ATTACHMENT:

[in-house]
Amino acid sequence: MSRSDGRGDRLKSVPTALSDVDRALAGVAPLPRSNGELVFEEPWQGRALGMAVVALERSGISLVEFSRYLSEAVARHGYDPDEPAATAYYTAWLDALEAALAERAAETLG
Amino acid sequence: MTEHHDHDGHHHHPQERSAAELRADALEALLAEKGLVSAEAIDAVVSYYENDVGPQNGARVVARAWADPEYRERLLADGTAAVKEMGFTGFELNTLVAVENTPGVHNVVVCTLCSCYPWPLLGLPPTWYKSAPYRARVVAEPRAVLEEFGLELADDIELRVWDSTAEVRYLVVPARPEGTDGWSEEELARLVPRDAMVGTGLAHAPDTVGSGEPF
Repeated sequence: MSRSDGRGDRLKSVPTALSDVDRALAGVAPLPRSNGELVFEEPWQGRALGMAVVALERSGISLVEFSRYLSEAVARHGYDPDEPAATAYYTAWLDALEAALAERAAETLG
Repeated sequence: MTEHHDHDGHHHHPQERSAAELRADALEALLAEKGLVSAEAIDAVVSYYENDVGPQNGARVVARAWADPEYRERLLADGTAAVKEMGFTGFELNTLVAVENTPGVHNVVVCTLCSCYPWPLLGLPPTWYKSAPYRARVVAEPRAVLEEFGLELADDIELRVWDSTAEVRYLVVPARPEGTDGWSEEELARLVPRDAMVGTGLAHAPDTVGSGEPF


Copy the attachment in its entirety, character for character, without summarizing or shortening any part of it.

[in-house]
Amino acid sequence: MSRSDGRGDRLKSVPTALSDVDRALAGVAPLPRSNGELVFEEPWQGRALGMAVVALERSGISLVEFSRYLSEAVARHGYDPDEPAATAYYTAWLDALEAALAERAAETLG
Amino acid sequence: MTEHHDHDGHHHHPQERSAAELRADALEALLAEKGLVSAEAIDAVVSYYENDVGPQNGARVVARAWADPEYRERLLADGTAAVKEMGFTGFELNTLVAVENTPGVHNVVVCTLCSCYPWPLLGLPPTWYKSAPYRARVVAEPRAVLEEFGLELADDIELRVWDSTAEVRYLVVPARPEGTDGWSEEELARLVPRDAMVGTGLAHAPDTVGSGEPF
Repeated sequence: MSRSDGRGDRLKSVPTALSDVDRALAGVAPLPRSNGELVFEEPWQGRALGMAVVALERSGISLVEFSRYLSEAVARHGYDPDEPAATAYYTAWLDALEAALAERAAETLG
Repeated sequence: MTEHHDHDGHHHHPQERSAAELRADALEALLAEKGLVSAEAIDAVVSYYENDVGPQNGARVVARAWADPEYRERLLADGTAAVKEMGFTGFELNTLVAVENTPGVHNVVVCTLCSCYPWPLLGLPPTWYKSAPYRARVVAEPRAVLEEFGLELADDIELRVWDSTAEVRYLVVPARPEGTDGWSEEELARLVPRDAMVGTGLAHAPDTVGSGEPF